This year both Madeleine, World Vision UK's Child Rights Policy Officer, and the UN Convention on the Rights of the Child, turn 25. In today's blog Madeleine reflects on the differences brought by 25 years of child rights, and where there is still room for continued growth.
For World Vision Campaigns Coordinator Rohena, managing project closure updates was personal as she was one of many sponsors who had to say goodbye to their sponsored children. However, before she said farewell, she visited Josephy in Malawi to see the changes brought about by 15 years of sponsorship.
This Halloween, join World Vision in turning a night of fear into a night of hope for Syrian children.
Gavin Crowden, World Vision’s head of Policy and Public Affairs answers the question ‘What’s the point of Party Conferences anyway?’
Geeta Bandi-Philips, World Vision UK's External Relations Manager reflects on the Post 2015 policy debates, and how World Vision can help shape the conversation to achieve the best future possible for the world's children.
Sarah Morgan reflects on her work in the field helping children to survive to celebrate their fifth birthday as she plans to do exactly that with her own daughter back in the UK.
Johan Eldebo has visited many of the world's worst humanitarian emergencies. In today's blog he shares why marking World Humanitarian Day means so much to him and to the people to whom each and every humanitarian worker brings hope in all that they do.
Alex Snary, Director of World Vision's programmes in Jerusalem, West Bank and Gaza last week helped to distribute 800 food kits put together to support displaced families and their hosts in Gaza.
World Vision UK CEO, Justin Byworth, has recently returned from a trip to see the dramatic, life-threatening impact that the conflict in South Sudan is having on more than half of its population. A few weeks ago he visited Malakal, a sleepy provincial town that has been almost obliterated, where he listened to survivor’s stories.
Our CEO, Justin, was in South Sudan last week to see first-hand the wide-ranging and life-threatening effects of the conflict that has raged across the country. In his blog he reflects on the impact of conflict on children who should never have to experience the fear in which they live.
Tomorrow is World Refugee Day and here we share a blog from one of our Canadian colleagues currently seconded to our Jordanian office, who shares the hope that Syrian refugees still cling to even as they settle into their new surroundings at the newly-opened Azraq refugee camp.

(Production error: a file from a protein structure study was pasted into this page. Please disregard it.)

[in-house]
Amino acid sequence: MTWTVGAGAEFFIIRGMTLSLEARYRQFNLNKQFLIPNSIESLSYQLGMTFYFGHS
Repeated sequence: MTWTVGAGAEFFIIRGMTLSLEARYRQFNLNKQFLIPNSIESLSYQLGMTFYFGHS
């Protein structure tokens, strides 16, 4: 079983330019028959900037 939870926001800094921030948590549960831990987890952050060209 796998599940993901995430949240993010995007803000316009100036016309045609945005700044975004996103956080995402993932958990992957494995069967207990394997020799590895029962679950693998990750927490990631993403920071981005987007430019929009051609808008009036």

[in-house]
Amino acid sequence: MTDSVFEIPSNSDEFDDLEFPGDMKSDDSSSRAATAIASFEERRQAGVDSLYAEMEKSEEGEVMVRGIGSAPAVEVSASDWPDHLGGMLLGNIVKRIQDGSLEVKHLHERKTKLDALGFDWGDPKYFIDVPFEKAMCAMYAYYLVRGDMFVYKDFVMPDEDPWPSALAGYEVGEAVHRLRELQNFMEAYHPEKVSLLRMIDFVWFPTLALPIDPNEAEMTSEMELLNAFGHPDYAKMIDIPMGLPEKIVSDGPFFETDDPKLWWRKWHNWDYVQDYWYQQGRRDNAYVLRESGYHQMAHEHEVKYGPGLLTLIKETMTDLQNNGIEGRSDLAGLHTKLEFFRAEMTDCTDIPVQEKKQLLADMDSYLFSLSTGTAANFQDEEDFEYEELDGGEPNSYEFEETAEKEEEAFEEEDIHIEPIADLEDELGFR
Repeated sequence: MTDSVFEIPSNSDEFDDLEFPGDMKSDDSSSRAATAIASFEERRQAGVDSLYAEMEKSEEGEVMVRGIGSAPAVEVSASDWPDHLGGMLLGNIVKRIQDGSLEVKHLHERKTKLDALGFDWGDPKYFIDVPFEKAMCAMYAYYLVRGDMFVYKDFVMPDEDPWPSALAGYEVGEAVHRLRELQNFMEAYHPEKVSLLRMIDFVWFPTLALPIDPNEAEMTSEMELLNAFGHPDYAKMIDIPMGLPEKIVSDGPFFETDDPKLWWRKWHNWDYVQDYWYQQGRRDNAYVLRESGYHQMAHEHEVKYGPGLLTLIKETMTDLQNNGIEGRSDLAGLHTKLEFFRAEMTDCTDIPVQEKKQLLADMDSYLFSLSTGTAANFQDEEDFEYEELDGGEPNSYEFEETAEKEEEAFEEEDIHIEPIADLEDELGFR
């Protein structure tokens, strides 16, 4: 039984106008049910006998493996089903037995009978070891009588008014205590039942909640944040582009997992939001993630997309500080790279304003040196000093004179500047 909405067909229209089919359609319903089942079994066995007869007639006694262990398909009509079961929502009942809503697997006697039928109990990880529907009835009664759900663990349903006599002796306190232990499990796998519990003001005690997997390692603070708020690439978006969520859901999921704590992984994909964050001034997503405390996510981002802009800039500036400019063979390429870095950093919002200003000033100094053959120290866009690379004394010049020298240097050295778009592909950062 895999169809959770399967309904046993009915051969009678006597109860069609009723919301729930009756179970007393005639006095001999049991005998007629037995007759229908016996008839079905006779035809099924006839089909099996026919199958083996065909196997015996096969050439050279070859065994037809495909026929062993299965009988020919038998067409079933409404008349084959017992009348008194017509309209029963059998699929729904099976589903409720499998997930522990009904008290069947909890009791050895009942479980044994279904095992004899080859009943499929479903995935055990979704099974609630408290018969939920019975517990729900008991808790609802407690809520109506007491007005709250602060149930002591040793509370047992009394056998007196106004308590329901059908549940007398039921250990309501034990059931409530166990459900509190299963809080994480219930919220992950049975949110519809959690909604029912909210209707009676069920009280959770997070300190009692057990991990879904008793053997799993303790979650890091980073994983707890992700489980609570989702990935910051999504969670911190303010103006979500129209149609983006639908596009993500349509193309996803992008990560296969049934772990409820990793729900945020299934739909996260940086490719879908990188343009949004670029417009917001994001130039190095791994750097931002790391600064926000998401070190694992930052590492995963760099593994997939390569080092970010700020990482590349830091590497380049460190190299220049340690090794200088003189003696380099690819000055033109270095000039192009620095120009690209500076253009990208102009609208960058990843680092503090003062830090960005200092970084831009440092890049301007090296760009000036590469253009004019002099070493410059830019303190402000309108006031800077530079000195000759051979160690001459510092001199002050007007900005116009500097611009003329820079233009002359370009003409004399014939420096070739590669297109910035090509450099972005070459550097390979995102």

Duncan, one of three World Vision UK staff running the Milton Keynes Marathon on Monday, explains why he decided to do it, and what motivated him to keep pounding out the miles.
World Vision UK's Head of Public Affairs, Gavin, shares simple message from the crowded camps of Syrian refugees in Jordan: they are truly grateful for your support.
Lara Ghaoui from World Vision Lebanon has been present since the outbreak of fighting in Syria 3 years ago. She shares all that she's seen along the way and asks 'When will this end?'
World Vision communicator Meg Sattler reflects on three years of conflict and an overwhelming feeling that nobody cares. But we know that people do, and she tells us "A global effort for peace is not impossible."
Our CEO Justin Byworth reflects on the people he met and the stories he heard while visiting Lebanon in the lead up to the 3rd anniversary of the Syria crisis. He explains why we must stand with the children of Syria and take action to help bring peace.
When Heidi met Mais in a refugee camp in Lebanon she was surprised to find a bubbly, friendly young woman facing a new life outside her home country. But that doesn't mean Mais doesn't fully understand the reality of the situation she finds herself in.
You may know that sponsoring a child supports their whole community. You may know that your child lives in one of our Area Development Programmes. But what exactly is an ADP and how does your support help?
When she visited Bolivia late last year, Reka decided to track exactly what process your cards and letters go through to reach your sponsored children all over the world. It's far more complicated than you might think!
Emergency Programmes Officer, Joanna Garbalinska, shares the very personal impact her recent visit to the victims of the Syria Crisis had on her. Not just the dramatic need of the people, but the fact that their lives before they were forced to flee were not that far from our own.